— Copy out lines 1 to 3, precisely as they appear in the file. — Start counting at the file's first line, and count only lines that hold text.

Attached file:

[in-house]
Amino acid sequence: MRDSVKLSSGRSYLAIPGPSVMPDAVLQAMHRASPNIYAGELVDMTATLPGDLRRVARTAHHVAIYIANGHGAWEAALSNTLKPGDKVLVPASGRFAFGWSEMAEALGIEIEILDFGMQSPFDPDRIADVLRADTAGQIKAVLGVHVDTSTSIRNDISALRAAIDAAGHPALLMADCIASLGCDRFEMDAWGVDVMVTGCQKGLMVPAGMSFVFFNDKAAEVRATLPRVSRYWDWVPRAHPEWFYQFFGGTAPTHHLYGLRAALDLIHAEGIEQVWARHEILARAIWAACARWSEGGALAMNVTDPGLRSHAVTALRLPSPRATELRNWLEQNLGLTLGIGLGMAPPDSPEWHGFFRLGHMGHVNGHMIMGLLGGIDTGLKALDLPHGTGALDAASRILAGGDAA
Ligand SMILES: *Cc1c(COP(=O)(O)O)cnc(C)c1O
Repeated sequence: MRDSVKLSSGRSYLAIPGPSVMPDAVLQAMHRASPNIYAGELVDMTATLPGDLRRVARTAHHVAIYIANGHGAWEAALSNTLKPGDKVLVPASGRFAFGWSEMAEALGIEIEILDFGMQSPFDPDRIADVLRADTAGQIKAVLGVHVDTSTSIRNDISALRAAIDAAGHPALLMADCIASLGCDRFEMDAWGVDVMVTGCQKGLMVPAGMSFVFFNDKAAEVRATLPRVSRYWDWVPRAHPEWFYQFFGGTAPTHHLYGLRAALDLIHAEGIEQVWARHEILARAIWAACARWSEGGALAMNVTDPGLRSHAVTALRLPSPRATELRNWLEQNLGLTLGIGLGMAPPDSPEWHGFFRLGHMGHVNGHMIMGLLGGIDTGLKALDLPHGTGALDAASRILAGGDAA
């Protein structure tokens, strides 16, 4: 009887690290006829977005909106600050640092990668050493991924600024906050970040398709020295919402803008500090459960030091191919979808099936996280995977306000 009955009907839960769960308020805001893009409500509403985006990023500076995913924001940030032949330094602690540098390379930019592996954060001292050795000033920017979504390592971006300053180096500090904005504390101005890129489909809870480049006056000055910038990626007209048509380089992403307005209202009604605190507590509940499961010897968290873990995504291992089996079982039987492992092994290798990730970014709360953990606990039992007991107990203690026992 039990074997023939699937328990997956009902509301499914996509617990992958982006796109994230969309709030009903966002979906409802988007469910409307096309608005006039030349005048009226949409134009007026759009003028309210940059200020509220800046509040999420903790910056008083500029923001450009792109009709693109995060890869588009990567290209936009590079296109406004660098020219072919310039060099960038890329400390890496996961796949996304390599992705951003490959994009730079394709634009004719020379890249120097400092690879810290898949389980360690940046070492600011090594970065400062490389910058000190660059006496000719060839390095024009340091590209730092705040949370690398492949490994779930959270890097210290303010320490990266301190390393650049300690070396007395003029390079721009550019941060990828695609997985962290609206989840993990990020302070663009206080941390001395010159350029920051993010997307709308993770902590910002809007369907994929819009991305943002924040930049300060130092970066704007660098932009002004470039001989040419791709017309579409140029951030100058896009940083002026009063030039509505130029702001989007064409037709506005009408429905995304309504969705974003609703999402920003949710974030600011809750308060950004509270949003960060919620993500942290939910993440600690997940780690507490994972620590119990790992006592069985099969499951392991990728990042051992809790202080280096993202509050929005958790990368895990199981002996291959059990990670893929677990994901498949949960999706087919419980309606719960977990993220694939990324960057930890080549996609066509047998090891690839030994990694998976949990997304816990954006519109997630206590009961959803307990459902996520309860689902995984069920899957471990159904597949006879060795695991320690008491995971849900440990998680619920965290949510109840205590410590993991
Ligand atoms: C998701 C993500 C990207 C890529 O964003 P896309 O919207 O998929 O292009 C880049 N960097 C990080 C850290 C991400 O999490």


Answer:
[in-house]
Amino acid sequence: MRDSVKLSSGRSYLAIPGPSVMPDAVLQAMHRASPNIYAGELVDMTATLPGDLRRVARTAHHVAIYIANGHGAWEAALSNTLKPGDKVLVPASGRFAFGWSEMAEALGIEIEILDFGMQSPFDPDRIADVLRADTAGQIKAVLGVHVDTSTSIRNDISALRAAIDAAGHPALLMADCIASLGCDRFEMDAWGVDVMVTGCQKGLMVPAGMSFVFFNDKAAEVRATLPRVSRYWDWVPRAHPEWFYQFFGGTAPTHHLYGLRAALDLIHAEGIEQVWARHEILARAIWAACARWSEGGALAMNVTDPGLRSHAVTALRLPSPRATELRNWLEQNLGLTLGIGLGMAPPDSPEWHGFFRLGHMGHVNGHMIMGLLGGIDTGLKALDLPHGTGALDAASRILAGGDAA
Ligand SMILES: *Cc1c(COP(=O)(O)O)cnc(C)c1O